November 6, 2012
9am PT/ 12 pm ET
Built on SGI UV with 16 TB of shared memory, the Pittsburgh Supercomputing Center's (PSC) Blacklight has become an invaluable tool for assembly and analysis of next-generation sequencing data, including projects in behavioral genomics and metagenomics. â€œNext generation" sequencing tools have taken genomics well beyond the Human Genome Project to studies of nearly every kind of organism. These short-read sequencing technologies can generate in a week what would take a year to generate using prior technology. Consequently, genomics has shifted into data-intensive overdrive. While it's an unprecedented breakthrough for the life sciences, it's also an unprecedented challenge for data processing and analysis.
Blacklight's large shared memory makes it possible to contain entire base-pair datasets in random-access memory (RAM) — dramatically improving workflow and throughput time, as compared to non-shared memory clusters, for genomics assembly and analysis.
Using Blacklight, researchers from Oklahoma State completed the largest metagenome assembly to date, assembling sequencing data from soil with the goal to find enzymes that can efficiently break down non-livestock feed plants, such as switchgrass, wheat straw, and others that have the potential to yield biofuel more efficiently than feed-stock plants like corn. With the assembly requiring nearly 4 Terabytes of RAM, the Oklahoma State team would not have been able to tackle this huge computational challenge on any other system.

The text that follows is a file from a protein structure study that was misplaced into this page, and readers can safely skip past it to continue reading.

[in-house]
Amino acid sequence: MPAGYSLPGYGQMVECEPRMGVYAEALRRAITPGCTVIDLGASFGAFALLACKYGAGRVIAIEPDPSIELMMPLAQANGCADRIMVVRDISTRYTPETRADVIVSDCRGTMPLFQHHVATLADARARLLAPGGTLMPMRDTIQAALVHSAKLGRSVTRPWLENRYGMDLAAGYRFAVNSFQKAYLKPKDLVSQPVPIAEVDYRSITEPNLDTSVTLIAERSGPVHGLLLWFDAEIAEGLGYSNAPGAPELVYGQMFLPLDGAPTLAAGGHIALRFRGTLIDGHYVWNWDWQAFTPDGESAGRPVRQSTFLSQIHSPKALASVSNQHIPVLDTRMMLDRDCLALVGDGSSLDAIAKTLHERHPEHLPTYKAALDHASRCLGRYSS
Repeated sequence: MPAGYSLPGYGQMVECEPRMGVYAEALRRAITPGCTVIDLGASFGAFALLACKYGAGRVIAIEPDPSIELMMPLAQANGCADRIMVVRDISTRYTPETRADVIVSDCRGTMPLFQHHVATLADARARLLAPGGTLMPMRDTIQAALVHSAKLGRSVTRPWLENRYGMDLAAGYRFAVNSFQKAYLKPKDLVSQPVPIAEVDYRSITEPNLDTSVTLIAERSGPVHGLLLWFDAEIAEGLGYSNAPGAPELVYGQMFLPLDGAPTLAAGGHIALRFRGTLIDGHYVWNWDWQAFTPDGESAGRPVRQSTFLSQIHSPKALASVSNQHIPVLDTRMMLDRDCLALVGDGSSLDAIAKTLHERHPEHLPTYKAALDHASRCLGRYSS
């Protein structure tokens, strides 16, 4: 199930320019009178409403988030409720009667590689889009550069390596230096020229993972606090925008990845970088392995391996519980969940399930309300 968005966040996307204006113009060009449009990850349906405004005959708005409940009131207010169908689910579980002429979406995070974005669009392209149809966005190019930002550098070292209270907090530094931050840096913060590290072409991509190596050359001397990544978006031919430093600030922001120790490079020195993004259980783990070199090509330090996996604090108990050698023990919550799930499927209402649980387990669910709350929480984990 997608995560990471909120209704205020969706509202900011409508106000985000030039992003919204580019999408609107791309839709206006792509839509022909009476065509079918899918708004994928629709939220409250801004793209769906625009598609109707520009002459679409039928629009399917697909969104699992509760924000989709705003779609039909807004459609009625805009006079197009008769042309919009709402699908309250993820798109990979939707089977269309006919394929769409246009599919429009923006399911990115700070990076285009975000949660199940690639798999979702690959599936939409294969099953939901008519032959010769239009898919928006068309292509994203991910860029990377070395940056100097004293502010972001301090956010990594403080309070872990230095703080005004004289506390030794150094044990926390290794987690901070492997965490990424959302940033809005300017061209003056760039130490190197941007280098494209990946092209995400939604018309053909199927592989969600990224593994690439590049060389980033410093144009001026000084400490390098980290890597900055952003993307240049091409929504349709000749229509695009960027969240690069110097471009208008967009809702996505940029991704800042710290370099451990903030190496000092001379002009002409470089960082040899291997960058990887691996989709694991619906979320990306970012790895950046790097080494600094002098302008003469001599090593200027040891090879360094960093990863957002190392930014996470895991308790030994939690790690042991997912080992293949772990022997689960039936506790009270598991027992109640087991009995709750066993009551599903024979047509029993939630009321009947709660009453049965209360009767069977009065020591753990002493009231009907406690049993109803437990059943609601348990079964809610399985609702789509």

- Nick Nystrom, Director, Strategic Applications, Pittsburgh Supercomputing Center
- Phil Blood, Senior Scientific Specialist, Pittsburgh Supercomputing Center
- Brian Couger, Researcher, Oklahoma State University
- Jill Matzke, Director Server Products, SGI
For background info, see: